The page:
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Tip of The Week: Don’t Confuse Income With Cashflow

By September 27, 2013June 24th, 2022Retirement & Freedom

Sometimes a successful financial future depends on doing things right, but it also depends on avoiding mistakes.  These aren’t necessarily complicated or overly technical issues.  Many times they’re pretty simple.  One potential mistake is confusing income with cashflow.

Cashflow is how much money you need to support your living standard.  Income is an accounting term which equals the interest and dividends your portfolio earns.  Whether you look at income or cashflow has a huge impact on how successful your retirement will be. The most important number for your retirement success is “total return”.  Total return includes “income” as well as “capital appreciation”.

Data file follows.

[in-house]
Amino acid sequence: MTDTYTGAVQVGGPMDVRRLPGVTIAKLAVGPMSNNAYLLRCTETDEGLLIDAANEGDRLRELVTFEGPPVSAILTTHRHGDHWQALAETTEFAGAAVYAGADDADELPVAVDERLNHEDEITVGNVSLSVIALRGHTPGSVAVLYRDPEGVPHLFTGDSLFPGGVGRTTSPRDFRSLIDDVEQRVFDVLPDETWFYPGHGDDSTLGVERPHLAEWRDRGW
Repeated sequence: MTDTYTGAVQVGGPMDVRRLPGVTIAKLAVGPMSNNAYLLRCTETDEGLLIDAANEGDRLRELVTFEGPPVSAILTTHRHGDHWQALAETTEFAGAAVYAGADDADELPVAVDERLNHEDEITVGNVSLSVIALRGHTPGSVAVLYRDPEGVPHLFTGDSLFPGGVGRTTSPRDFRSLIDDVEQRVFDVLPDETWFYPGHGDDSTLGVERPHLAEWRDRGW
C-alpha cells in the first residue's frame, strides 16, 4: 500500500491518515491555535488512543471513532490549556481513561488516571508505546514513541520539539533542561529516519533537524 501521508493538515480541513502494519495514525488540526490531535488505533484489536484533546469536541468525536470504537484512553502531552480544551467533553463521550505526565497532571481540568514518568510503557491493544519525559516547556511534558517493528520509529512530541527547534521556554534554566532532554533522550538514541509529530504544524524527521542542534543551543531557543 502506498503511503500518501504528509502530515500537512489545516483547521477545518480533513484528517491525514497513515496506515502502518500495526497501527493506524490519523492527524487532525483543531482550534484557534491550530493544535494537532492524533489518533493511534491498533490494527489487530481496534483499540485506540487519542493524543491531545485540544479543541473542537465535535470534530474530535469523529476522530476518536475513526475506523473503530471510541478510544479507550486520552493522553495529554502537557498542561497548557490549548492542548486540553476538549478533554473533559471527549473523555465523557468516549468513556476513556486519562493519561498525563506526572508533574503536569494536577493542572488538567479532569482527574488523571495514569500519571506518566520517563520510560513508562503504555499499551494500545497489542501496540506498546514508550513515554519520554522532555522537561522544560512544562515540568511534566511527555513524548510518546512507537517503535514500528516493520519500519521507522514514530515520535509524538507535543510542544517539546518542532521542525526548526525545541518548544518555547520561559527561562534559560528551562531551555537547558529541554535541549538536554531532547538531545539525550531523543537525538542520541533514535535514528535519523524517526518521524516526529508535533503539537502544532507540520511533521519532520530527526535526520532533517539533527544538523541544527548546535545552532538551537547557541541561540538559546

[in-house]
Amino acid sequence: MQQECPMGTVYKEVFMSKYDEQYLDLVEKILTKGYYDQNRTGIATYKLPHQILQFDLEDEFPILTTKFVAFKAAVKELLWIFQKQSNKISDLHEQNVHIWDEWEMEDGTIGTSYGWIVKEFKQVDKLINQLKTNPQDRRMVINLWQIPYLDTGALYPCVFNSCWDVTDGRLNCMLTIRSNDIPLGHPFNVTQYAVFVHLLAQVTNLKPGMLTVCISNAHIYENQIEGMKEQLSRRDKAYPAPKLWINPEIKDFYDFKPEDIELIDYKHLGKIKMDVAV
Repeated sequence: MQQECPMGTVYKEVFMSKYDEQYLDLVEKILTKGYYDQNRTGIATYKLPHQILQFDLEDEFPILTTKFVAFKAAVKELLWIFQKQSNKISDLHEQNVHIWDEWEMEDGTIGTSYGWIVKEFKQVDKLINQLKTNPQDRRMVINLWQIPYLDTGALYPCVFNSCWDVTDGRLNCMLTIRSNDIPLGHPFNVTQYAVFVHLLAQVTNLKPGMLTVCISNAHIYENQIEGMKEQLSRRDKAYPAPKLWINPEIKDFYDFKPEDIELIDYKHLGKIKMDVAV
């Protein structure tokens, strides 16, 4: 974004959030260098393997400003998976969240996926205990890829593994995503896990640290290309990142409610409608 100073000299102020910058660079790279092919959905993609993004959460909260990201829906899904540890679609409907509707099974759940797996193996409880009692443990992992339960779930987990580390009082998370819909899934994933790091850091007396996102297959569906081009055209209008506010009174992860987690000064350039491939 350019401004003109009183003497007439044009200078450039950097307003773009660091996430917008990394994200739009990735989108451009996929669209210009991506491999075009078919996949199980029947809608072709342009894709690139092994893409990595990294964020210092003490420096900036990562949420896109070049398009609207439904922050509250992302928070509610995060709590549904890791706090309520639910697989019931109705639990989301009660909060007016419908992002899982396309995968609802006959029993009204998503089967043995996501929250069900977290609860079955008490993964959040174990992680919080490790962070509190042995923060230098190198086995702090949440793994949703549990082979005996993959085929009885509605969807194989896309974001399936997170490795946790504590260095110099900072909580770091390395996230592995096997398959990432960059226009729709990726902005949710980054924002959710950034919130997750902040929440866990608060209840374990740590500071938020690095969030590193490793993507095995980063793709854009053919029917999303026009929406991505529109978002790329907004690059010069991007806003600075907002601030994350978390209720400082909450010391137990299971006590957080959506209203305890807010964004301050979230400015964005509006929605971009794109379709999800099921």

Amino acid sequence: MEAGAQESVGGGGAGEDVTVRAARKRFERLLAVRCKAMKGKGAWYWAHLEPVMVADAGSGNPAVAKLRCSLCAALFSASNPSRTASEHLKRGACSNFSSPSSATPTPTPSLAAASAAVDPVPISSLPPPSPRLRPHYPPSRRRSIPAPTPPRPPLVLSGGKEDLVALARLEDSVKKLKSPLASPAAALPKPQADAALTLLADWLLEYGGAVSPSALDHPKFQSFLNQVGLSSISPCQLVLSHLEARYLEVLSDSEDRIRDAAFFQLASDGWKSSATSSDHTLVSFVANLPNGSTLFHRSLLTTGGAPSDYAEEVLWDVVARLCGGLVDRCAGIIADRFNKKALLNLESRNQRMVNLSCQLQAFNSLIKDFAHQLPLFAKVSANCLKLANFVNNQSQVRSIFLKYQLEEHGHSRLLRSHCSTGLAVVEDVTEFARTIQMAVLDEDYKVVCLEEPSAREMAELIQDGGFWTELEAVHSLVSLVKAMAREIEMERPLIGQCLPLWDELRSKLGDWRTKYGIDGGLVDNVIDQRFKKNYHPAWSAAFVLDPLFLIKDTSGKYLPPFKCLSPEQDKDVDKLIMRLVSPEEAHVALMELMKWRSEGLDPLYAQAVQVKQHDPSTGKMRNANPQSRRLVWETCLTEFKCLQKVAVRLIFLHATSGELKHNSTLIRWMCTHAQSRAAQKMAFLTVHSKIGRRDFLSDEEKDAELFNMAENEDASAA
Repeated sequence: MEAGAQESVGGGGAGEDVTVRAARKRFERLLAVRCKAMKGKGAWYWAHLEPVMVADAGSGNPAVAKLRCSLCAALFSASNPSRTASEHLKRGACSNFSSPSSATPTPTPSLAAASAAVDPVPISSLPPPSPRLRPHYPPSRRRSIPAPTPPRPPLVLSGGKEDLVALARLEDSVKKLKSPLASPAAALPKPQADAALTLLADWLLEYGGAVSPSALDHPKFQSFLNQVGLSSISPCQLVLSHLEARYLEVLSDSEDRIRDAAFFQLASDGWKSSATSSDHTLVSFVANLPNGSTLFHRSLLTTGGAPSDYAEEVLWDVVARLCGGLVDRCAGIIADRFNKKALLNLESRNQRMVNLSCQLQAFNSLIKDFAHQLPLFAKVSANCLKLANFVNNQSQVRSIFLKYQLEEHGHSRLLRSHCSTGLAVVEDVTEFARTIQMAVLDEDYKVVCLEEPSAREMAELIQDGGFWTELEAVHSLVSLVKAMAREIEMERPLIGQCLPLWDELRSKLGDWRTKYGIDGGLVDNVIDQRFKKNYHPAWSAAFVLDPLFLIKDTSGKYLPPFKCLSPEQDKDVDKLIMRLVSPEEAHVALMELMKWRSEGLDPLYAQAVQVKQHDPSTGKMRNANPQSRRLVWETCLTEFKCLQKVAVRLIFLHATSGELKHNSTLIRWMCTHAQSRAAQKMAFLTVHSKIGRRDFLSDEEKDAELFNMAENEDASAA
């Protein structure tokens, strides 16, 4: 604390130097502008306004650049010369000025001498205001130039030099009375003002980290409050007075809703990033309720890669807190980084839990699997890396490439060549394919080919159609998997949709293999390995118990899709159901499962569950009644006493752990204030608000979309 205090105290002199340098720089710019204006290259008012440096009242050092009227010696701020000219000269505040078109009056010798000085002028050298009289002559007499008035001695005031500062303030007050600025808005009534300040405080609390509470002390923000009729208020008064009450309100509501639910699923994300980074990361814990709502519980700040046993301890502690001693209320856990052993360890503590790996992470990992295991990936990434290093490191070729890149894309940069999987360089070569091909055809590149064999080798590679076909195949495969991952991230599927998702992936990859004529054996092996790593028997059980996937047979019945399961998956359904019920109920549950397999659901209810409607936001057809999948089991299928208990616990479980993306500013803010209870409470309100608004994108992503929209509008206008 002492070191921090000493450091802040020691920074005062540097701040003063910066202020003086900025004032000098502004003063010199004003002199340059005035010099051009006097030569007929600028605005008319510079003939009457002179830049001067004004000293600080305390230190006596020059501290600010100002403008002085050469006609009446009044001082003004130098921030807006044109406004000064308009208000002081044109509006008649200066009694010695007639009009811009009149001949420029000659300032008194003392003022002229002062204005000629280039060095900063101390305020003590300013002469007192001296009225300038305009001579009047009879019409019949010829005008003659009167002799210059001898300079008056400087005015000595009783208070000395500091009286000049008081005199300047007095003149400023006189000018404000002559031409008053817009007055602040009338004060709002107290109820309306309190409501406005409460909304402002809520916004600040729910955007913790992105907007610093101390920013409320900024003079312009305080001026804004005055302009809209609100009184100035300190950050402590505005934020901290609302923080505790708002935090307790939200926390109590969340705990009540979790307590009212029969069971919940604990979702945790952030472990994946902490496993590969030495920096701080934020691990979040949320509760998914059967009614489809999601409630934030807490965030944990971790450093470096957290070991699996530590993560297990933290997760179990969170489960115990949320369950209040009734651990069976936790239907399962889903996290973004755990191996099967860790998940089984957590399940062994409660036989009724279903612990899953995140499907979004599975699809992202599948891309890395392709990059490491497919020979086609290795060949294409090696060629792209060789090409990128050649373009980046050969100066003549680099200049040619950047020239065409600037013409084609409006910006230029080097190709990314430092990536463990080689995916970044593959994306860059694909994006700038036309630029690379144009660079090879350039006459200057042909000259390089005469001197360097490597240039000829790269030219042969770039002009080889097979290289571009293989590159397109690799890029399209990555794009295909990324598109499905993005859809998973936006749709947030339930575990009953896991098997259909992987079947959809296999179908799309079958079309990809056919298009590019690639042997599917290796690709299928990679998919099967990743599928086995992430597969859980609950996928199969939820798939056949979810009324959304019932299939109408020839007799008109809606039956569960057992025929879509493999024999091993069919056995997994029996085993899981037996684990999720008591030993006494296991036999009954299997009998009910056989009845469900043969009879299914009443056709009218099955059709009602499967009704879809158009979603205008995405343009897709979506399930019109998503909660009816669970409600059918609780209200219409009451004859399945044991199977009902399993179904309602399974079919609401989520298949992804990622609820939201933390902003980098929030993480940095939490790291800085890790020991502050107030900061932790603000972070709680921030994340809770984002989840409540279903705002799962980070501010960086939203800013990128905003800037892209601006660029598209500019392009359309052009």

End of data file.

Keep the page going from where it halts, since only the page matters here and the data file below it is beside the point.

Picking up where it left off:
The average stock portfolio will generate about 2% to 3% in “income”.  But that same stock portfolio can be expected to earn an average “total return” of approximately 7% per yr. (even more if there’s inflation).

In normal years, if you compared the “income” generated by bonds (conservatively about 5%) with the “income” generated by stocks (2% – 3%), you’d be tempted to load up on bonds.  Doing so, though, would deprive you of the 7% average “total return” of stocks.

To be successful and enjoy retirement fully, you need a properly diversified portfolio of both bonds and stocks in order to receive “income” and “capital appreciation”.  Ultimately, your cashflow comes from this “total return”.

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